A significant rise in expenditures as the company adjusted to growth in demand for its purchase now, pay later services saw the losses at Klarna, the fintech start-up from Sweden, increase3d dramatically in the first nine months of 2021.
From January to September, the Stockholm-based company lost 3.1 billion Swedish krona ($344 million), a fourfold increase from the 800 million krona it lost the previous year.
Klarna, which was recently valued at $46 billion in the private market, posted net operating income of 9.8 billion krona, up 40 per cent over the previous year.
General administrative expenditures, which totaled 9.5 billion krona, up from 5.9 billion krona previous year, accounted for the great majority of the losses.
There was also a significant rise in credit losses during the period, totalling 2.9 billion krona so far this year, compared to 1.6 billion krona in the same period last year.
According to a Klarna spokeswoman, the company has expanded into nine additional regions since the beginning of 2020, and currently has more than 90 million clients globally.
“Each market entry follows a consistent financial trajectory; as volumes grow, and more customers use Klarna, market knowledge improves and credit risk decreases, making mature markets sustainably profitable,” the spokesperson said in an emailed statement to the media.
Klarna is a major participant in the rapidly expanding buy now, pay later (BNPL) business. BNPL products allow customers to spread the cost of their purchases over a number of equal monthly instalments, typically with no interest.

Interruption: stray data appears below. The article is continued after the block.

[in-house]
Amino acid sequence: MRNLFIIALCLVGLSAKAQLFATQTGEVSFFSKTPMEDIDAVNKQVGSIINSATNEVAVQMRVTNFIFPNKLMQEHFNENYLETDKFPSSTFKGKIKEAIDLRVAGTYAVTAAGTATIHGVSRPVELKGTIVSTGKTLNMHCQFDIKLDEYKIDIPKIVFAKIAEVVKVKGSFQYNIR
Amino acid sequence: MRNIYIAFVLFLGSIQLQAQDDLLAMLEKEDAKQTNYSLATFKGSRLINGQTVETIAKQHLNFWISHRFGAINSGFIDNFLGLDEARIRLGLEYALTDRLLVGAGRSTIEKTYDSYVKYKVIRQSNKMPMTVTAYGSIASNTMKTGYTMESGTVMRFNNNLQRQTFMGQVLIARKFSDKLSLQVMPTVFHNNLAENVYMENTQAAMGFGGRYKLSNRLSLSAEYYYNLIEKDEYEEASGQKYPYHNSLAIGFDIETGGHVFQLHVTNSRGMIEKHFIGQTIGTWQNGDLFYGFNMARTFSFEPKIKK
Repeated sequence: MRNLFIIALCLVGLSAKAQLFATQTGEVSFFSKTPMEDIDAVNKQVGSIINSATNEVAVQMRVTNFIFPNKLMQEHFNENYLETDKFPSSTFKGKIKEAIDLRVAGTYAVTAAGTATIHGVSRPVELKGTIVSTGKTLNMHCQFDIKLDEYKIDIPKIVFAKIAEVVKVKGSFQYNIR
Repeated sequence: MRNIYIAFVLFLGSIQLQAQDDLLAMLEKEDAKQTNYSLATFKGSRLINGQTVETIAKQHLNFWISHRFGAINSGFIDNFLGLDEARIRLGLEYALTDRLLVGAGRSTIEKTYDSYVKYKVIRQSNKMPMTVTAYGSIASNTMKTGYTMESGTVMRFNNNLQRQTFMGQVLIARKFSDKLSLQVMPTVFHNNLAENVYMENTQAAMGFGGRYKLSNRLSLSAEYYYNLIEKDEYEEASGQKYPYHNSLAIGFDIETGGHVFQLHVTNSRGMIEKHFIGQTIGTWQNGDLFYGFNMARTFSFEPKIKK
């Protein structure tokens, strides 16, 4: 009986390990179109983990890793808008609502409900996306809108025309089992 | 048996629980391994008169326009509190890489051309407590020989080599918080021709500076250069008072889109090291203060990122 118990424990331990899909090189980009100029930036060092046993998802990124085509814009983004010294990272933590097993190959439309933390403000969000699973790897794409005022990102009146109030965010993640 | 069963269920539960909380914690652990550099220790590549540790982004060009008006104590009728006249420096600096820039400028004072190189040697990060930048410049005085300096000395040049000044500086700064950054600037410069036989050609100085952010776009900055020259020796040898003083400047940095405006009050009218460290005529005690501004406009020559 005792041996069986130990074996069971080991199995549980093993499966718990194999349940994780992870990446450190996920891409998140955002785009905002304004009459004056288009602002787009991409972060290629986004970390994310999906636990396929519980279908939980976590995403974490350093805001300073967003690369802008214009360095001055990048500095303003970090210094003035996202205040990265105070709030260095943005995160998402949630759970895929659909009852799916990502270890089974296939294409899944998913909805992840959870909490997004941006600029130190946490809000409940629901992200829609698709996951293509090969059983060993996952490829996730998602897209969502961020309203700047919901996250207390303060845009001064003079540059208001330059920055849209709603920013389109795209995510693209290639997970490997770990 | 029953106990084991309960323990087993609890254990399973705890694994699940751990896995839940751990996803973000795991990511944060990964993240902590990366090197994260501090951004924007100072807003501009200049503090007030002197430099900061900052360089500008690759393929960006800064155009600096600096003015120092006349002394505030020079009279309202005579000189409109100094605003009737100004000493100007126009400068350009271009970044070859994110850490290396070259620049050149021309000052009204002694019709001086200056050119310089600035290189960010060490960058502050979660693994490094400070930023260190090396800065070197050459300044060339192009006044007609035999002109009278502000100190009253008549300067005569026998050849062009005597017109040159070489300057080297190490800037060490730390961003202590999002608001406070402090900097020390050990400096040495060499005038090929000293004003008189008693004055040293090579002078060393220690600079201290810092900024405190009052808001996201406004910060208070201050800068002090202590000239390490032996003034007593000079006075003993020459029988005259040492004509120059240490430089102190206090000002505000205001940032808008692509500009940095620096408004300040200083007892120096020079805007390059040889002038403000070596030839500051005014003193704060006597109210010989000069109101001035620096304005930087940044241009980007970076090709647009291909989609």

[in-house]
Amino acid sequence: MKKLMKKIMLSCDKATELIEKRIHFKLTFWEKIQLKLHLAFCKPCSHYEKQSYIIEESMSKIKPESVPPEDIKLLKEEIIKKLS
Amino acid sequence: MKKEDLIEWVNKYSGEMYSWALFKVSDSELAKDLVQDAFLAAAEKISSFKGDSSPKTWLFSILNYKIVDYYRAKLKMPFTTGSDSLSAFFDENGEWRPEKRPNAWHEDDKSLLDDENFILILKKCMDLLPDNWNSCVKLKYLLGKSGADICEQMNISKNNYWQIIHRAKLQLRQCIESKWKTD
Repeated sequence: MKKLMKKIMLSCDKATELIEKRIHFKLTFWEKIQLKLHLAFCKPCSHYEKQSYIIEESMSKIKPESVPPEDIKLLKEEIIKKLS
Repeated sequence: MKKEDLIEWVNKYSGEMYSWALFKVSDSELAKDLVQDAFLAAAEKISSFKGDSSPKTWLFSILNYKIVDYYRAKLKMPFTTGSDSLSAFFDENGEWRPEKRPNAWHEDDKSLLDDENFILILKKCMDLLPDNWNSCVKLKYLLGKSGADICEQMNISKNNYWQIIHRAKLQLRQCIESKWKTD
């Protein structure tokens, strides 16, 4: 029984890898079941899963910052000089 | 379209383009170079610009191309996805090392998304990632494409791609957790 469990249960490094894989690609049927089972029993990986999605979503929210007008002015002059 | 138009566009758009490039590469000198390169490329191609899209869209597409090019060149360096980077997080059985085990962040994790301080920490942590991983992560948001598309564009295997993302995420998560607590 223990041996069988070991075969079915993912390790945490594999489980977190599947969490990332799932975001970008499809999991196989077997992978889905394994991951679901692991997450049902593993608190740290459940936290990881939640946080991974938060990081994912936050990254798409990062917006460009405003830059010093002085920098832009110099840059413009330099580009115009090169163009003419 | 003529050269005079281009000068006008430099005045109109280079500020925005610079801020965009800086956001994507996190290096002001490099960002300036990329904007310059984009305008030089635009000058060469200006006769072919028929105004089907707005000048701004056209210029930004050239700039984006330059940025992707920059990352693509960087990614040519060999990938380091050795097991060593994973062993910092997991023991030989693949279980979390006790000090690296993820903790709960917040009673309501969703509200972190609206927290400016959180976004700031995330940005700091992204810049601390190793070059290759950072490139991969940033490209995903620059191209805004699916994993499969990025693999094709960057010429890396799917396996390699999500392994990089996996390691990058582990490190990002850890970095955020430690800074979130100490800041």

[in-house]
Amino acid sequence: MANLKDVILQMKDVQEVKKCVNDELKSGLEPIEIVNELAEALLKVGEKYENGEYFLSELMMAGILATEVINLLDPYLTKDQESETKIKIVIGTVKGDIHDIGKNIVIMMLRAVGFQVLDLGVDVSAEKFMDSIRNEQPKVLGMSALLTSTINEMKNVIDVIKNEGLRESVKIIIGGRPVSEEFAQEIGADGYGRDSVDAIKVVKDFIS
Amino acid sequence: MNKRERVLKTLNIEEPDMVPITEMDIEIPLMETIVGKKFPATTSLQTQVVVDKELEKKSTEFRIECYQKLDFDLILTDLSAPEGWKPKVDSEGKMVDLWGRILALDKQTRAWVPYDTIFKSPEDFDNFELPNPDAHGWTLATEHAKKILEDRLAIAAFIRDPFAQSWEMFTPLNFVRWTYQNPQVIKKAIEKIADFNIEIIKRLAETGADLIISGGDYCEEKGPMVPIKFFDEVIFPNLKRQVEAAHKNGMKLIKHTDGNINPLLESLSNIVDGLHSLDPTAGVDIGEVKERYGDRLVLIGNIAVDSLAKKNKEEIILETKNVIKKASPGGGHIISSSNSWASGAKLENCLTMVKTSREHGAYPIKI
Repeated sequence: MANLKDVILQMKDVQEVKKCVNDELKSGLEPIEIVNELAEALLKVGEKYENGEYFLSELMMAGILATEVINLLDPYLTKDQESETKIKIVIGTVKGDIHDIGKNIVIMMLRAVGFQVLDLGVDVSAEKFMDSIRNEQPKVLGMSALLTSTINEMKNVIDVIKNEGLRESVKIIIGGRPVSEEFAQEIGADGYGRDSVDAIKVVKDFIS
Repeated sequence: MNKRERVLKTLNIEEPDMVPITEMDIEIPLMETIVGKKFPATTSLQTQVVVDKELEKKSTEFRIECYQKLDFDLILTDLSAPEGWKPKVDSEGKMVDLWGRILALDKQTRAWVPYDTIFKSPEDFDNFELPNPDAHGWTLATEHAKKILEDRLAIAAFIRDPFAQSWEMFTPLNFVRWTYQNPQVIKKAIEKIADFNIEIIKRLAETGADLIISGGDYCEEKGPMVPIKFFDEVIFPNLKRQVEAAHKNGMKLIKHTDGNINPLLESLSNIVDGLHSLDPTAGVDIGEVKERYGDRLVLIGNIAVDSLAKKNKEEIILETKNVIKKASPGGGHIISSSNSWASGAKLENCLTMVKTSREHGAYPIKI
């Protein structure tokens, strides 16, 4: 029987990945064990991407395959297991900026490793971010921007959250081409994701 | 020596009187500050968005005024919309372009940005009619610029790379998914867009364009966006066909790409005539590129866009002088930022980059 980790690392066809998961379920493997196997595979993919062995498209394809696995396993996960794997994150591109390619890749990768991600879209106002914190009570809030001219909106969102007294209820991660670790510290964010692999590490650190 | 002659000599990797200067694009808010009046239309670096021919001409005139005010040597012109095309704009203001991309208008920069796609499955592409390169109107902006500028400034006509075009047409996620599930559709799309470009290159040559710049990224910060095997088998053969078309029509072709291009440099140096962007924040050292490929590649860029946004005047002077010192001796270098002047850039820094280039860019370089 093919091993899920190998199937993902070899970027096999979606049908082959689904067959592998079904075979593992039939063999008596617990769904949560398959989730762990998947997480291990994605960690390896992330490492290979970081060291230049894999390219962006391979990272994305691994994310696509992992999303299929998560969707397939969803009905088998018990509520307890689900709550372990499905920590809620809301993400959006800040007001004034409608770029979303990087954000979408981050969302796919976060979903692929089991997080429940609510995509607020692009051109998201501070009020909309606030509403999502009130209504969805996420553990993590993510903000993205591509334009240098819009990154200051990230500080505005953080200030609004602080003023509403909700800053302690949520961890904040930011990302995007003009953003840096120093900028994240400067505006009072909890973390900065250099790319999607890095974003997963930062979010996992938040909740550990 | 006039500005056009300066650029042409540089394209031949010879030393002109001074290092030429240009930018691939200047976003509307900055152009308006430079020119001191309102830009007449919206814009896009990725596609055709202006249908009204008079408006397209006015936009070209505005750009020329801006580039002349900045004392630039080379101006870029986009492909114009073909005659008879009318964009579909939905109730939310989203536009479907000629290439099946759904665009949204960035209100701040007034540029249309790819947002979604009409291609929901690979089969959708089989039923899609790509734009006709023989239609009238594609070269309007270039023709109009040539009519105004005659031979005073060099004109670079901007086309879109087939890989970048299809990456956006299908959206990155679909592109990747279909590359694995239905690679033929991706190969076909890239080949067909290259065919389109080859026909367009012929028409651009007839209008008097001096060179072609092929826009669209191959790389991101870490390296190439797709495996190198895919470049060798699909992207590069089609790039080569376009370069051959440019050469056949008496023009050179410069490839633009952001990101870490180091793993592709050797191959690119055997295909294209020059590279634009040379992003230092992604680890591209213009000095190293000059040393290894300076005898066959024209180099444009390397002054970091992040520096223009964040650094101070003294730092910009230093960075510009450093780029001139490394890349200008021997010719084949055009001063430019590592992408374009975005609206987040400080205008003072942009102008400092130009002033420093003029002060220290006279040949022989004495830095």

The fees that Klarna and competitors like Afterpay and Affirm charge merchants for processing transactions are how they make the majority of their money. Late payment penalties and interest on longer-term instalment loans are also profitable for some.
The coronavirus pandemic has accelerated e-commerce adoption, which has resulted in a surge in demand for BNPL items during the last year.
To finance their purchases, millions of people now use a buy now, pay later service. And there are more possibilities than ever before.
Meanwhile, major corporations are coming on board, with PayPal creating its own service, Amazon and Apple collaborating with Affirm, and Square agreeing to purchase Afterpay for $29 billion.
Klarna has recently been actively growing into the United States and the United Kingdom. According to numbers supplied to the media by research firm YipitData, the company had a roughly 18 percent share of the US BNPL market as of Nov. 17, lagging behind Affirm, which had a 36 percent market share, and Afterpay, which had a 21 percent market share.
Klarna has embarked on a charm offensive in the United Kingdom, engaging with key politicians ahead of new legislation that will put the BNPL industry under regulatory control.
(Adapted from CNBC.com)